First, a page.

Crime and Victimisation

Has Scotland's falling crime rate benefited everyone equally?

Crime has fallen nationally, but this project aims to establish whether crime has fallen to the same extent within all local authority areas and the extent to which there is variation between areas. Using small area level police recorded crime data, this project investigates the differences in crime trends across local communities of Scotland to identify the winners and losers in the crime drop. 

Transforming Stop and Search in Scotland

This briefing tells the story of how research by Dr Kath Murray and Professor Susan McVie led to transformative changes within Police Scotland  around stop and search practice. 

Read the briefing in full. 

Black people more likely to be searched by police, report finds - The National

Tuesday, July 4, 2017 - 00:00

The National on the report prepared by Susan McVie and Kath Murray for the Scottish Police Authority on scrutiny of Police Scotland use of stop and search. You can view the SPA report here.

Read The National article in full.

Police more likely to search black people and Gypsies - Herald Scotland

Tuesday, July 4, 2017 - 00:00

Herald Scotland's Mark McLaughlin on the Scottish Police Authority report by Susan McVie and Kath Murray regarding scrutiny of Police Scotland’s use of stop and search in terms of proportionality, fairness and effectiveness.  Here is the SPA report by McVie and Murray.

Read Mark's article in full at the Herald Scotland website.

Crime and the era of ‘big data’

In this current era of ‘big data’, crime data poses both opportunities and challenges for data scientists and crime analysts.  The wealth of data available at increasingly small spatial scales provides good opportunities for better understanding the relationship between crime and place; while investment in data linkage infrastructure is allowing us to examine the connection between crime and a host of other social and environmental factors.  Within our AQMeN programme of research, we have considered what the era of ‘big data’ means for criminology and been active in securing access to new f

Transforming Stop and Search in Scotland

During the course of our research on crime and victimisation, the eight Scottish police forces were merged into one single force in April 2013.  During its early phase, Police Scotland faced significant criticism over its use of stop and search which was found to be significantly higher than other comparative jurisdictions.  During a very turbulent period in Scottish policing history, there was intense political and media debate about the use and scrutiny of police stop and search.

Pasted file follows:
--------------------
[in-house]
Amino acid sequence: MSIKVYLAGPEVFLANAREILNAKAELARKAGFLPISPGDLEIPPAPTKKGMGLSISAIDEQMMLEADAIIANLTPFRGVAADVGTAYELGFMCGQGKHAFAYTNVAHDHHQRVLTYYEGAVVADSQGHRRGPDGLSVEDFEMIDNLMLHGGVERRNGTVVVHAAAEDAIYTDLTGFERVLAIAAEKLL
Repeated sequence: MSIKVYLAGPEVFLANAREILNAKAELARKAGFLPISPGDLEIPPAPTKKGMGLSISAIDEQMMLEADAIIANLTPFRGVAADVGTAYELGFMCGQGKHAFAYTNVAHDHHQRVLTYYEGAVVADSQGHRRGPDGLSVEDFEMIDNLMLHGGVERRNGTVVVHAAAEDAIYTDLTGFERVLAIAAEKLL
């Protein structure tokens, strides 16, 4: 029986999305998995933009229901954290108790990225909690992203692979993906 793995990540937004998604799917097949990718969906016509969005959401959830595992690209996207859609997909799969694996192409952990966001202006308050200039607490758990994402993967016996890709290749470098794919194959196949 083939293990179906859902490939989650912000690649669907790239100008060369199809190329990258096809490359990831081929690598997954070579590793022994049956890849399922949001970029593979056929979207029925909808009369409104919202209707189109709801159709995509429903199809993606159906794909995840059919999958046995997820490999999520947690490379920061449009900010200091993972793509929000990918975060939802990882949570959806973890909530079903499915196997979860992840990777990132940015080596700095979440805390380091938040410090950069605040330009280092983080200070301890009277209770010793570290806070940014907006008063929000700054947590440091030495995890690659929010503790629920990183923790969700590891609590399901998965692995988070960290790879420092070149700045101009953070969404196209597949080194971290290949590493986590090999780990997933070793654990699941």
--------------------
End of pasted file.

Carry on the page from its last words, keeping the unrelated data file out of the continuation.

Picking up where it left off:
Changing patterns of youth crime and justice

A core element of AQMeN’s research on crime has involved examining changes in patterns of youth crime and justice over time.  In addition to our research on the crime drop in Scotland and our study of criminal careers over the period of the crime drop, we have examined the relationship between youth crime and poverty, assessed the case for increasing diversionary responses within youth justice, and provided detailed overviews of the changing nature of youth justice

New methodological approaches within criminology

A key aim of AQMeN was to develop new methodologies using quantitative data.  Within the crime and victimisation strand, we have developed several projects using crime data that have made a significant contribution to methodological development within the field of criminology.  Further details of these projects are given below.

Victim inequality and the crime drop

A key aspect of our research programme on the crime drop has involved examining it from the perspective of victims.  Victimisation surveys provide a useful alternative source to police statistics on changing trends in crime in a number of countries, including Scotland.  By combining multiple sweeps of Scottish victim surveys from 1993 to 2014/15, we take a victim-centered approach to understanding how the experiences of victims have changed over time.  Our main finding is that there has been a significant increase in victim inequality over the period of the crime drop.  Here we summarise ou


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